At a time when lawmakers and opinion makers in the United States are deliberating on the merits of overhauling the health insurance market, there is worrying news for those favoring such a move. A survey report released earlier this week shows that people buying their own insurance cover are paying much more to cover the cost of their policies.
The Kaiser Family Foundation, a not-for-profit health policy research group, conducted the survey over March-April timeframe and reported self-insurers were facing premium increases averaging about 20 percent when they sought to renew the coverage.
The overall percentage increase in cost of renewal was pegged at 13 percent due to the fact that while some people moved to less expensive plans with lower coverage, others managed to negotiate lower prices compared to what their insurers had initially asked for.
There was widespread agitation earlier this year when Anthem Blue Cross had attempted to raise its rates by a massive 39 percent in California. Both federal and state officials expressed concern at this steep hike though information about similar hikes across other parts of the US wasn't available. Of course, the public outcry made Anthem withdraw its request to raise rates.
Drew Altman, President and Chief Executive of Kaiser Foundation, said the increases outpaced those in the market for large employers buying coverage for their workers. He also pointed out that the steep increases reported for self-cover weren't just extreme cases.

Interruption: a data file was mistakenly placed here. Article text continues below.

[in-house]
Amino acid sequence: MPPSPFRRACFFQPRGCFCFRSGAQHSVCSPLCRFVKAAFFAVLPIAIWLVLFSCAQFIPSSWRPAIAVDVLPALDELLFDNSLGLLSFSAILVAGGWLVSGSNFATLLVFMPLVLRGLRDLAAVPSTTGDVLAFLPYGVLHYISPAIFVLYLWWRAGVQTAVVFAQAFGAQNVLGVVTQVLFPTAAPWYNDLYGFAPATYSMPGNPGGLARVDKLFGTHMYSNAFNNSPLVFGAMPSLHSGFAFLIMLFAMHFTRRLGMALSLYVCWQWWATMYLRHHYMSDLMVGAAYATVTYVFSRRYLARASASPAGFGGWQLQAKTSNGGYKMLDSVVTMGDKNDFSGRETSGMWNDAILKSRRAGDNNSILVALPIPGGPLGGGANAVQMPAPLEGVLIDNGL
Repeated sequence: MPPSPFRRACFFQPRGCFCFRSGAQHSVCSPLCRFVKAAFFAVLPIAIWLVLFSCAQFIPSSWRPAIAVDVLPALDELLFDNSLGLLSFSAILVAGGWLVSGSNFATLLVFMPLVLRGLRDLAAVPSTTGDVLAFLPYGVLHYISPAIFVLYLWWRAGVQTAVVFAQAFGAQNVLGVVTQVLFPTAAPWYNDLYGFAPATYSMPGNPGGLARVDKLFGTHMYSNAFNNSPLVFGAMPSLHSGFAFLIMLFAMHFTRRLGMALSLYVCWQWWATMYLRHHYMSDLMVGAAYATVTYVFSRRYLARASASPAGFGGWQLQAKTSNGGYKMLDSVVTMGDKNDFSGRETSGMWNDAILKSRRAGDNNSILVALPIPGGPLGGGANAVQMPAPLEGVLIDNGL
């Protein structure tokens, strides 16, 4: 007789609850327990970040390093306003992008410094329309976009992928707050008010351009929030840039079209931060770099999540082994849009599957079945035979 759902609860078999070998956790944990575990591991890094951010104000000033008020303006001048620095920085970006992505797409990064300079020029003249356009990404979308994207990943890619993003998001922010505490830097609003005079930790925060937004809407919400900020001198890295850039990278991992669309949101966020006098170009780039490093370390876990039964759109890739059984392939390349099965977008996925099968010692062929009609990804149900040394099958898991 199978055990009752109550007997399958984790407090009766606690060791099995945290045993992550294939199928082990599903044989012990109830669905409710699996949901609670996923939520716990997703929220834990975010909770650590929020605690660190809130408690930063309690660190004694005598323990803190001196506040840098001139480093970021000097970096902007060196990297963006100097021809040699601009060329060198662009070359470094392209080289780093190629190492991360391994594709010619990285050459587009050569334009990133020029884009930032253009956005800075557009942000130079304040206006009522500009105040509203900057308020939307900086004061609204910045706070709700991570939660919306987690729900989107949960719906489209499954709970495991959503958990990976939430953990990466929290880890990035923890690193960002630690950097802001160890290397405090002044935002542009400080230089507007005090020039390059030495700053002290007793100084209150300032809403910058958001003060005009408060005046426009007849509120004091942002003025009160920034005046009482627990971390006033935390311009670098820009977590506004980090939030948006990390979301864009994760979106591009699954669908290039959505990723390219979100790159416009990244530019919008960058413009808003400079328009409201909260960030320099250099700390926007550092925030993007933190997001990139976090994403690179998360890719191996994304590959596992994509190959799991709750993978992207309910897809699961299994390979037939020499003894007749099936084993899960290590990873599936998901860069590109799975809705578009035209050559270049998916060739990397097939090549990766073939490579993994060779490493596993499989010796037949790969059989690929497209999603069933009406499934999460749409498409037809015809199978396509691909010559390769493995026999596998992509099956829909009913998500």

The survey underscores the challenges that will remain in the individual insurance market till the new healthcare law comes into effect in 2014. About 14 million people under the age of 65 are known to purchase coverage in the individual market, the survey estimates.
While health insurers claim that rate increases reflect the growth in the underlying medical care costs, the survey provided a glimpse of the coverage that individuals buying their own cover were taking up. In general people paid lower premiums than what they would in an employer-provided plan though they also reported being in plans with higher deductibles.
The survey was conducted across a random sample of 1,038 people who purchased health insurance cover for themselves or for their families using their own money.